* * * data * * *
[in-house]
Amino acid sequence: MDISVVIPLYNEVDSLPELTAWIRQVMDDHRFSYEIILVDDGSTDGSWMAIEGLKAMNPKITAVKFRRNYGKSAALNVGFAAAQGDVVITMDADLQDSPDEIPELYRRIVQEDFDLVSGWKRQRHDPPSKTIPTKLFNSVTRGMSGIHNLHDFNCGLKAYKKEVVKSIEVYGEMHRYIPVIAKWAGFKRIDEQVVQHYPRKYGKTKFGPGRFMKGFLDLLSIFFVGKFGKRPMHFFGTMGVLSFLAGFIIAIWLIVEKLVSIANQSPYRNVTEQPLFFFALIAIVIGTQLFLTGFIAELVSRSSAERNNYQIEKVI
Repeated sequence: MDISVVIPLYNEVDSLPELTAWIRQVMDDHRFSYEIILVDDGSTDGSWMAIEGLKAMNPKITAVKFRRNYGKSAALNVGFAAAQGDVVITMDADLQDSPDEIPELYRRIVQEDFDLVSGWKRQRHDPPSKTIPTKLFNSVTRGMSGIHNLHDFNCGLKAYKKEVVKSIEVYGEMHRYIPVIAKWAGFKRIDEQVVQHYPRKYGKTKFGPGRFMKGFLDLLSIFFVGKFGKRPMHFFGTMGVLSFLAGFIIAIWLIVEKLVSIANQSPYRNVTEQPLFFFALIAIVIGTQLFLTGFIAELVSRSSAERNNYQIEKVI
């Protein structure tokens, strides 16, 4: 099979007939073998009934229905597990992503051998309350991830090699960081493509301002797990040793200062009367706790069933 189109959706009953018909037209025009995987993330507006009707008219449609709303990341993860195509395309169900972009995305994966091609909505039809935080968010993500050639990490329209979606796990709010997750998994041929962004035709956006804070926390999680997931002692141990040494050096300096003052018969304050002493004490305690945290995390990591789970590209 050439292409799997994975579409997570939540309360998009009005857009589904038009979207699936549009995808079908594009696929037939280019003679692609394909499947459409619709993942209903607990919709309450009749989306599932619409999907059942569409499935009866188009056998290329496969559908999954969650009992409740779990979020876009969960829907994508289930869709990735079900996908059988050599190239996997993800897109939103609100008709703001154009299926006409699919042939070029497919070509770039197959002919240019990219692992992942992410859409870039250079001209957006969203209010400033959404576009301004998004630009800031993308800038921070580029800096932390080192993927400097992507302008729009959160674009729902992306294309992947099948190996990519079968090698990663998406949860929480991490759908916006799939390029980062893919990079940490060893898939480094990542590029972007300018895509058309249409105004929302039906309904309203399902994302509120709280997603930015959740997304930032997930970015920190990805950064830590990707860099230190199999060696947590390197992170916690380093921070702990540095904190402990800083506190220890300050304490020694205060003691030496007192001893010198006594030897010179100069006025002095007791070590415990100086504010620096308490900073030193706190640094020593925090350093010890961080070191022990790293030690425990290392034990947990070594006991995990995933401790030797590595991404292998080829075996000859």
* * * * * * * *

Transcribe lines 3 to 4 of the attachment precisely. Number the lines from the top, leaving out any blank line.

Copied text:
Repeated sequence: MDISVVIPLYNEVDSLPELTAWIRQVMDDHRFSYEIILVDDGSTDGSWMAIEGLKAMNPKITAVKFRRNYGKSAALNVGFAAAQGDVVITMDADLQDSPDEIPELYRRIVQEDFDLVSGWKRQRHDPPSKTIPTKLFNSVTRGMSGIHNLHDFNCGLKAYKKEVVKSIEVYGEMHRYIPVIAKWAGFKRIDEQVVQHYPRKYGKTKFGPGRFMKGFLDLLSIFFVGKFGKRPMHFFGTMGVLSFLAGFIIAIWLIVEKLVSIANQSPYRNVTEQPLFFFALIAIVIGTQLFLTGFIAELVSRSSAERNNYQIEKVI
């Protein structure tokens, strides 16, 4: 099979007939073998009934229905597990992503051998309350991830090699960081493509301002797990040793200062009367706790069933 189109959706009953018909037209025009995987993330507006009707008219449609709303990341993860195509395309169900972009995305994966091609909505039809935080968010993500050639990490329209979606796990709010997750998994041929962004035709956006804070926390999680997931002692141990040494050096300096003052018969304050002493004490305690945290995390990591789970590209 050439292409799997994975579409997570939540309360998009009005857009589904038009979207699936549009995808079908594009696929037939280019003679692609394909499947459409619709993942209903607990919709309450009749989306599932619409999907059942569409499935009866188009056998290329496969559908999954969650009992409740779990979020876009969960829907994508289930869709990735079900996908059988050599190239996997993800897109939103609100008709703001154009299926006409699919042939070029497919070509770039197959002919240019990219692992992942992410859409870039250079001209957006969203209010400033959404576009301004998004630009800031993308800038921070580029800096932390080192993927400097992507302008729009959160674009729902992306294309992947099948190996990519079968090698990663998406949860929480991490759908916006799939390029980062893919990079940490060893898939480094990542590029972007300018895509058309249409105004929302039906309904309203399902994302509120709280997603930015959740997304930032997930970015920190990805950064830590990707860099230190199999060696947590390197992170916690380093921070702990540095904190402990800083506190220890300050304490020694205060003691030496007192001893010198006594030897010179100069006025002095007791070590415990100086504010620096308490900073030193706190640094020593925090350093010890961080070191022990790293030690425990290392034990947990070594006991995990995933401790030797590595991404292998080829075996000859």